It is sometimes difficult for members of the continent's linguistic majority to fully understand and appreciate the substance of language specificity. A linguistic and cultural haven might view the encircling majority with trepidation. A nation in this precarious position might take steps to preserve its distinct nature.
One such nation is Aruba.
The 33 km-long island is a former Dutch colony from where one can literally see the coast of Venezuela.
Aruba is within the clutches of Latin America. Much like Quebec, European explorers once abandoned the arid plot of land to Indigenous people.
Nowadays, this is a nation which maintains colonial ties with the Netherlands, although its economy relies on trade with neighbouring countries. Almost all business is conducted in foreign languages: either Spanish or English. Visitors (tourists) are mostly anglophone, with 80 per cent coming out of the United States. The island of 100,000 residents welcomes more than one-million visitors per year.
Yet the socioeconomic and cultural invasion hasn't trampled on the native language. Far from it.
Immigrants are required to learn the official language, and a test is administered by the government to evaluate the newcomer's integration within three and a half years of arrival. Residency and citizenship rest firmly on the language test results.
A rule similar to Québec's Bill 101 forces immigrant schoolchildren to operate and evolve in the official language.
What struck me during my stay on "one happy island" is that residents saw no disconnect between maintaining their native tongue/ culture and learning foreign languages -- even if these foreign languages could, in theory, menace their unique culture. Billing software, office signs, transportation schedules were in a foreign language. No "language police" here!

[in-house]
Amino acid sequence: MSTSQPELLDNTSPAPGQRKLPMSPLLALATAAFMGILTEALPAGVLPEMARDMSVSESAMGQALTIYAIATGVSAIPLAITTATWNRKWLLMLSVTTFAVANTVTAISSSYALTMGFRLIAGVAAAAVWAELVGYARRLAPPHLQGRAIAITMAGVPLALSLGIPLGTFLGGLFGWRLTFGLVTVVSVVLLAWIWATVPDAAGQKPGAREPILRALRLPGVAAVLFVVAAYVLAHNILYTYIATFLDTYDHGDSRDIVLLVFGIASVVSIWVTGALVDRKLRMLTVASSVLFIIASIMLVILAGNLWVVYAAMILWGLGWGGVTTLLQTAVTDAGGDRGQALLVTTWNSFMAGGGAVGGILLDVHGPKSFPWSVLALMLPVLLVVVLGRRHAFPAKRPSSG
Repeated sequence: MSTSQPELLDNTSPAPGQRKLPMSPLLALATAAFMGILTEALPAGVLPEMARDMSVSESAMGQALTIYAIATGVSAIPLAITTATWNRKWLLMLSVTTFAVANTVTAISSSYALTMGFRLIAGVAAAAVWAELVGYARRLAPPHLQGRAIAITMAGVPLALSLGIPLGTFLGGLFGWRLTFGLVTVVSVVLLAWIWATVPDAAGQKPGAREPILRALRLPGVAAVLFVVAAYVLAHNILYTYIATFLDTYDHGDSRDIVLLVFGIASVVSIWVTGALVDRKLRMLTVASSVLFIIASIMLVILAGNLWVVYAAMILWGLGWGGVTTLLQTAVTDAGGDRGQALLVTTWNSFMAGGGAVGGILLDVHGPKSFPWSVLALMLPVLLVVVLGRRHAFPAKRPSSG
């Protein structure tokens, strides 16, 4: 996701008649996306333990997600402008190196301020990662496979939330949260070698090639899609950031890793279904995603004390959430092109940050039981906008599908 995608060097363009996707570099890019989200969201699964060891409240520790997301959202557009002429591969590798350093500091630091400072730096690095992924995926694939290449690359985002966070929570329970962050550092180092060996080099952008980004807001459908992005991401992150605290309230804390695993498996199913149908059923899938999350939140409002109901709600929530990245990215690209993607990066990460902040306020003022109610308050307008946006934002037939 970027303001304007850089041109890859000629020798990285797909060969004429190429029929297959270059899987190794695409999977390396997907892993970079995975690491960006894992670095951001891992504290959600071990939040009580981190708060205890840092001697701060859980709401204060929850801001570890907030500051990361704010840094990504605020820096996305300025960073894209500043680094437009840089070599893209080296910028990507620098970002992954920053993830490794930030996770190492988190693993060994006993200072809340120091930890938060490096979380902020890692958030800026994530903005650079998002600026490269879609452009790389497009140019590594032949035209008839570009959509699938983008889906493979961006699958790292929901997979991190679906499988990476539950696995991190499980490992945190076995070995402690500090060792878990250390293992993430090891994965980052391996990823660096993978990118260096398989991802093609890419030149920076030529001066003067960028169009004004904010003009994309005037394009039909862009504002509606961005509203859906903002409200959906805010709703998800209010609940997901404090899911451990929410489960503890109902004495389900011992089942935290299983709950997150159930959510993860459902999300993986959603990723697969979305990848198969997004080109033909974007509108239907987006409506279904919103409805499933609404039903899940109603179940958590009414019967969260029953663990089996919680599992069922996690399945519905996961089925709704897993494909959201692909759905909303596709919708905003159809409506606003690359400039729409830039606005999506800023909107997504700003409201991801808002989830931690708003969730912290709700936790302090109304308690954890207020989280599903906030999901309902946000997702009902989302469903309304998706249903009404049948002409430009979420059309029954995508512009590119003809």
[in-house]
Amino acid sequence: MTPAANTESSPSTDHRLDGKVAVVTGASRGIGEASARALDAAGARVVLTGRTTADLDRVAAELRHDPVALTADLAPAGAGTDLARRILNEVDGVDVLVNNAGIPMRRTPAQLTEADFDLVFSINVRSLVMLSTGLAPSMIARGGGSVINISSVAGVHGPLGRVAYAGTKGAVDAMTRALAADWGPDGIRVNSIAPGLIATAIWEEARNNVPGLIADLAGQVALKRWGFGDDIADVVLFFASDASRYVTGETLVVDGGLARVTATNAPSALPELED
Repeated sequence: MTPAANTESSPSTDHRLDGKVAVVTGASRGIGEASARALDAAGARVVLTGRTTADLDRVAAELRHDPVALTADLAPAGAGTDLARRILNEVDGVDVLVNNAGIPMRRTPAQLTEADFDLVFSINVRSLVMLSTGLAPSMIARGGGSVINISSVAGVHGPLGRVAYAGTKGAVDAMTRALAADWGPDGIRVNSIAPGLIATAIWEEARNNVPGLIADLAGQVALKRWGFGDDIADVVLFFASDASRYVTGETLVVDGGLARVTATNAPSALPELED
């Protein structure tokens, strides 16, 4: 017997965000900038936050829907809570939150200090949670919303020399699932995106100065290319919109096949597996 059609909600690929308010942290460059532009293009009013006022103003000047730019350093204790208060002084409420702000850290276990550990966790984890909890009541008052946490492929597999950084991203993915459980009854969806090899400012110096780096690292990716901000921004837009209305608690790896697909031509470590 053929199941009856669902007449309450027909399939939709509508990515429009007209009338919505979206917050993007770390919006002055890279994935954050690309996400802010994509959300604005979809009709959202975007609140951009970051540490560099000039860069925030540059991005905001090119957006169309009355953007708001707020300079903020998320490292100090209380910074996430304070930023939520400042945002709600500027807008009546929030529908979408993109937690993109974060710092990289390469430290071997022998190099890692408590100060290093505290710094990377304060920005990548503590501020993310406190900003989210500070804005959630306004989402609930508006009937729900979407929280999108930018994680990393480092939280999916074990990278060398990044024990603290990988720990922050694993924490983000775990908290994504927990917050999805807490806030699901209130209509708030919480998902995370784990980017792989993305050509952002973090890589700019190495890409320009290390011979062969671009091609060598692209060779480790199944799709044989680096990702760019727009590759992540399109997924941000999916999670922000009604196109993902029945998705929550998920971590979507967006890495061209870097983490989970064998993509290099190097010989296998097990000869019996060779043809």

Perhaps the Aruban government has chosen not to burden businesses with language bureaucracy. Without doing thorough research on the inner workings of the country, the island seems to be in great shape. In any case, the unemployment rate on the island is almost non-existent.
Without depleting state funds for a Ministry of the official language, Aruba has preserved the specificity of its culture against the current. Could it be that survival and flourishing of a culture isn't tied to the spelling of the word "pasta" on a restaurant menu, or via replacing the "hold" button on a telephone? The distinct society that encompasses Aruba manages to sustain its socio-linguistic culture. It is evergreen -- not because it is tied to linguistic red tape, but because it is rooted in the heart and soul of its citizens.